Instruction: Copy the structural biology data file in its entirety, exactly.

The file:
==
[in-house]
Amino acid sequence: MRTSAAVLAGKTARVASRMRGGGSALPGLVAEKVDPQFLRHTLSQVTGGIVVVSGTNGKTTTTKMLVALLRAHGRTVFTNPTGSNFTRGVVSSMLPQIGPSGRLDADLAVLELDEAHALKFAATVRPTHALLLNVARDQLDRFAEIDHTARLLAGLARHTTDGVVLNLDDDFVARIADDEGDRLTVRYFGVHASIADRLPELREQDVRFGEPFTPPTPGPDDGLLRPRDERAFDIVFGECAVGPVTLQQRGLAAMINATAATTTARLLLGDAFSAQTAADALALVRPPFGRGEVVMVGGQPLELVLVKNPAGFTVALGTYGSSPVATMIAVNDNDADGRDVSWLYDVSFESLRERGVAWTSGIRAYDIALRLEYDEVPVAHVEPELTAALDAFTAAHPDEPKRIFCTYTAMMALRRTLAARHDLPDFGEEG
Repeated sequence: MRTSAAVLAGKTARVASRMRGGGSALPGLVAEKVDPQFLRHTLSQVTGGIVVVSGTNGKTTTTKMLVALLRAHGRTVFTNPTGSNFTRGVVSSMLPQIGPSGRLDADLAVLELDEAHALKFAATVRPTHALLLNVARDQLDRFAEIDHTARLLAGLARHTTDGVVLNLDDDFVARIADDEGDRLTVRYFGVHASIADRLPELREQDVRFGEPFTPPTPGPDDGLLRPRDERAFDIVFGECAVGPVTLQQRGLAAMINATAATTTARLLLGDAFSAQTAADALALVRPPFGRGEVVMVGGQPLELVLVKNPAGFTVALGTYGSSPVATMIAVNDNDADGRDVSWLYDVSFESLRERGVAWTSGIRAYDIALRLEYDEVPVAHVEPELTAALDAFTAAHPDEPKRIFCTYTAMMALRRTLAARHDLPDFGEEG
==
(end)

[in-house]
Amino acid sequence: MRTSAAVLAGKTARVASRMRGGGSALPGLVAEKVDPQFLRHTLSQVTGGIVVVSGTNGKTTTTKMLVALLRAHGRTVFTNPTGSNFTRGVVSSMLPQIGPSGRLDADLAVLELDEAHALKFAATVRPTHALLLNVARDQLDRFAEIDHTARLLAGLARHTTDGVVLNLDDDFVARIADDEGDRLTVRYFGVHASIADRLPELREQDVRFGEPFTPPTPGPDDGLLRPRDERAFDIVFGECAVGPVTLQQRGLAAMINATAATTTARLLLGDAFSAQTAADALALVRPPFGRGEVVMVGGQPLELVLVKNPAGFTVALGTYGSSPVATMIAVNDNDADGRDVSWLYDVSFESLRERGVAWTSGIRAYDIALRLEYDEVPVAHVEPELTAALDAFTAAHPDEPKRIFCTYTAMMALRRTLAARHDLPDFGEEG
Repeated sequence: MRTSAAVLAGKTARVASRMRGGGSALPGLVAEKVDPQFLRHTLSQVTGGIVVVSGTNGKTTTTKMLVALLRAHGRTVFTNPTGSNFTRGVVSSMLPQIGPSGRLDADLAVLELDEAHALKFAATVRPTHALLLNVARDQLDRFAEIDHTARLLAGLARHTTDGVVLNLDDDFVARIADDEGDRLTVRYFGVHASIADRLPELREQDVRFGEPFTPPTPGPDDGLLRPRDERAFDIVFGECAVGPVTLQQRGLAAMINATAATTTARLLLGDAFSAQTAADALALVRPPFGRGEVVMVGGQPLELVLVKNPAGFTVALGTYGSSPVATMIAVNDNDADGRDVSWLYDVSFESLRERGVAWTSGIRAYDIALRLEYDEVPVAHVEPELTAALDAFTAAHPDEPKRIFCTYTAMMALRRTLAARHDLPDFGEEG